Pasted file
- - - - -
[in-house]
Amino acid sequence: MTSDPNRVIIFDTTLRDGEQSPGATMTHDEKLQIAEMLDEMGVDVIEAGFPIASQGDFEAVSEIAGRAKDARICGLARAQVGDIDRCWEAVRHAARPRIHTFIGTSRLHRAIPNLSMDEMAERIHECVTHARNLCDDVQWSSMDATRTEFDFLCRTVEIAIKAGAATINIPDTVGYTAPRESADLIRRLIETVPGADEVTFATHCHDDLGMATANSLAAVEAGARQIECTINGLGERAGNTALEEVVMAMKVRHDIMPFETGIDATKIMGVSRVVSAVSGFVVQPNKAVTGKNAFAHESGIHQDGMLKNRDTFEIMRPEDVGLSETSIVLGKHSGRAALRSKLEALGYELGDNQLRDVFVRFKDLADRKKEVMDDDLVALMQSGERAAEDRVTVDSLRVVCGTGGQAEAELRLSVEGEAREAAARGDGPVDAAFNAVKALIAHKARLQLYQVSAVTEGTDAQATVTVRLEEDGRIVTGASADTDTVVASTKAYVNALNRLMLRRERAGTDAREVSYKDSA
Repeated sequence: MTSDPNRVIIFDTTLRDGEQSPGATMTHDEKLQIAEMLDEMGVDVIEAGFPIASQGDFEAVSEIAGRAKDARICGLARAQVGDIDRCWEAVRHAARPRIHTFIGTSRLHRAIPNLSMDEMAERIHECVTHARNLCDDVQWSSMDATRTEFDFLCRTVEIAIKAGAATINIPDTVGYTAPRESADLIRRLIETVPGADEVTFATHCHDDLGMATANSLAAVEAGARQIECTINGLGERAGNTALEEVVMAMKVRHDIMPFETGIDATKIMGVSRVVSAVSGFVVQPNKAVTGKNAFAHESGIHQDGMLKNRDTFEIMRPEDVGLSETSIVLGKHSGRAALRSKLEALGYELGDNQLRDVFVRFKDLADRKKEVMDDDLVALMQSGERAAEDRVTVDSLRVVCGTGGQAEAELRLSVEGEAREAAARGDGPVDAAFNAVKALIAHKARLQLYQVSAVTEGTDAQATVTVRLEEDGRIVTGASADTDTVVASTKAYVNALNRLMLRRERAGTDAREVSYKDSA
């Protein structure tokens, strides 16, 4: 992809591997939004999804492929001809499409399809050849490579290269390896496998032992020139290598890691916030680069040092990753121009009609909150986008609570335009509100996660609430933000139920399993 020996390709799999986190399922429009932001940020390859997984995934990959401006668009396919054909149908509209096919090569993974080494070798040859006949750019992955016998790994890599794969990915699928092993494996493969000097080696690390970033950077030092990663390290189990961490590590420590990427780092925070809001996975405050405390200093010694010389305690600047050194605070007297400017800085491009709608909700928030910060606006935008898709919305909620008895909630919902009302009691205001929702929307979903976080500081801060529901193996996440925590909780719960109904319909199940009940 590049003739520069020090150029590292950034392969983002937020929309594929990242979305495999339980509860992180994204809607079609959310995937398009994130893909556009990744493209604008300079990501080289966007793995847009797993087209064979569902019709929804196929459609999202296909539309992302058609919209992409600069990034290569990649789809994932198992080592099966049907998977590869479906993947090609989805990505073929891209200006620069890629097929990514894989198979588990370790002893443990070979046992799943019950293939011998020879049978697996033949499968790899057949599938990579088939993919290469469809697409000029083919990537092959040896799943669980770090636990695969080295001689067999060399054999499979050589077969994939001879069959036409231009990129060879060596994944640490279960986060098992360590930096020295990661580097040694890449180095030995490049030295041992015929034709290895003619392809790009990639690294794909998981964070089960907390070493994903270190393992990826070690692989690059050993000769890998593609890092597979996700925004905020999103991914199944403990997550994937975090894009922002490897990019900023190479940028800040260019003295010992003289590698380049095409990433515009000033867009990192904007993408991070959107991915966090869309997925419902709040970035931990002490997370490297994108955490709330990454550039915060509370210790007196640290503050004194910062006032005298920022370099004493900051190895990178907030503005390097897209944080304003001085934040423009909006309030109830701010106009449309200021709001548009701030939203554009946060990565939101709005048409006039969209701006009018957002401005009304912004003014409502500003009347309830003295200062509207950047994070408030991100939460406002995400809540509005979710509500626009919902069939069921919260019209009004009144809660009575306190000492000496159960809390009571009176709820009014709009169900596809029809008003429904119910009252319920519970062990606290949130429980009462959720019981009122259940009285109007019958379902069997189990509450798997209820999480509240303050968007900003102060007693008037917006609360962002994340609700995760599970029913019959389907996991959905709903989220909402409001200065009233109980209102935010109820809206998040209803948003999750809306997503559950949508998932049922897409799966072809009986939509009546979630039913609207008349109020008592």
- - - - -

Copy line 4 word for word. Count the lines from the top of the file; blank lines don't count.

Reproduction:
């Protein structure tokens, strides 16, 4: 992809591997939004999804492929001809499409399809050849490579290269390896496998032992020139290598890691916030680069040092990753121009009609909150986008609570335009509100996660609430933000139920399993 020996390709799999986190399922429009932001940020390859997984995934990959401006668009396919054909149908509209096919090569993974080494070798040859006949750019992955016998790994890599794969990915699928092993494996493969000097080696690390970033950077030092990663390290189990961490590590420590990427780092925070809001996975405050405390200093010694010389305690600047050194605070007297400017800085491009709608909700928030910060606006935008898709919305909620008895909630919902009302009691205001929702929307979903976080500081801060529901193996996440925590909780719960109904319909199940009940 590049003739520069020090150029590292950034392969983002937020929309594929990242979305495999339980509860992180994204809607079609959310995937398009994130893909556009990744493209604008300079990501080289966007793995847009797993087209064979569902019709929804196929459609999202296909539309992302058609919209992409600069990034290569990649789809994932198992080592099966049907998977590869479906993947090609989805990505073929891209200006620069890629097929990514894989198979588990370790002893443990070979046992799943019950293939011998020879049978697996033949499968790899057949599938990579088939993919290469469809697409000029083919990537092959040896799943669980770090636990695969080295001689067999060399054999499979050589077969994939001879069959036409231009990129060879060596994944640490279960986060098992360590930096020295990661580097040694890449180095030995490049030295041992015929034709290895003619392809790009990639690294794909998981964070089960907390070493994903270190393992990826070690692989690059050993000769890998593609890092597979996700925004905020999103991914199944403990997550994937975090894009922002490897990019900023190479940028800040260019003295010992003289590698380049095409990433515009000033867009990192904007993408991070959107991915966090869309997925419902709040970035931990002490997370490297994108955490709330990454550039915060509370210790007196640290503050004194910062006032005298920022370099004493900051190895990178907030503005390097897209944080304003001085934040423009909006309030109830701010106009449309200021709001548009701030939203554009946060990565939101709005048409006039969209701006009018957002401005009304912004003014409502500003009347309830003295200062509207950047994070408030991100939460406002995400809540509005979710509500626009919902069939069921919260019209009004009144809660009575306190000492000496159960809390009571009176709820009014709009169900596809029809008003429904119910009252319920519970062990606290949130429980009462959720019981009122259940009285109007019958379902069997189990509450798997209820999480509240303050968007900003102060007693008037917006609360962002994340609700995760599970029913019959389907996991959905709903989220909402409001200065009233109980209102935010109820809206998040209803948003999750809306997503559950949508998932049922897409799966072809009986939509009546979630039913609207008349109020008592």